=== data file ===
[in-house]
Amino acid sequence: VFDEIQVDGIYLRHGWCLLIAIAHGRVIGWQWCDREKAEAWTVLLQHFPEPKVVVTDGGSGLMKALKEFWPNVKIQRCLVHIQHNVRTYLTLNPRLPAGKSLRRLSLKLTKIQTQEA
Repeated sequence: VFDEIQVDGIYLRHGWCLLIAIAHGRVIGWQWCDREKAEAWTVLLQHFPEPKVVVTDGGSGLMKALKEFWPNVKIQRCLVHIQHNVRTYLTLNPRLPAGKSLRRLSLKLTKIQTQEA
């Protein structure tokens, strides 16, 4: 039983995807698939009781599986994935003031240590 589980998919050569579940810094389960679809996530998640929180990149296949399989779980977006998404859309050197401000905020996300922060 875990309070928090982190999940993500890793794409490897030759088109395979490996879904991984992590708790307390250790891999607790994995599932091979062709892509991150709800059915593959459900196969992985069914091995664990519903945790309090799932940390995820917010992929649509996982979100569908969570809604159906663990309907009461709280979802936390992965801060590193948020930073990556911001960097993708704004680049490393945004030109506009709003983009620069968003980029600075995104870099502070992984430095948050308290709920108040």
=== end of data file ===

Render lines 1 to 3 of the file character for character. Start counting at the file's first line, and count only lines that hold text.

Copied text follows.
[in-house]
Amino acid sequence: VFDEIQVDGIYLRHGWCLLIAIAHGRVIGWQWCDREKAEAWTVLLQHFPEPKVVVTDGGSGLMKALKEFWPNVKIQRCLVHIQHNVRTYLTLNPRLPAGKSLRRLSLKLTKIQTQEA
Repeated sequence: VFDEIQVDGIYLRHGWCLLIAIAHGRVIGWQWCDREKAEAWTVLLQHFPEPKVVVTDGGSGLMKALKEFWPNVKIQRCLVHIQHNVRTYLTLNPRLPAGKSLRRLSLKLTKIQTQEA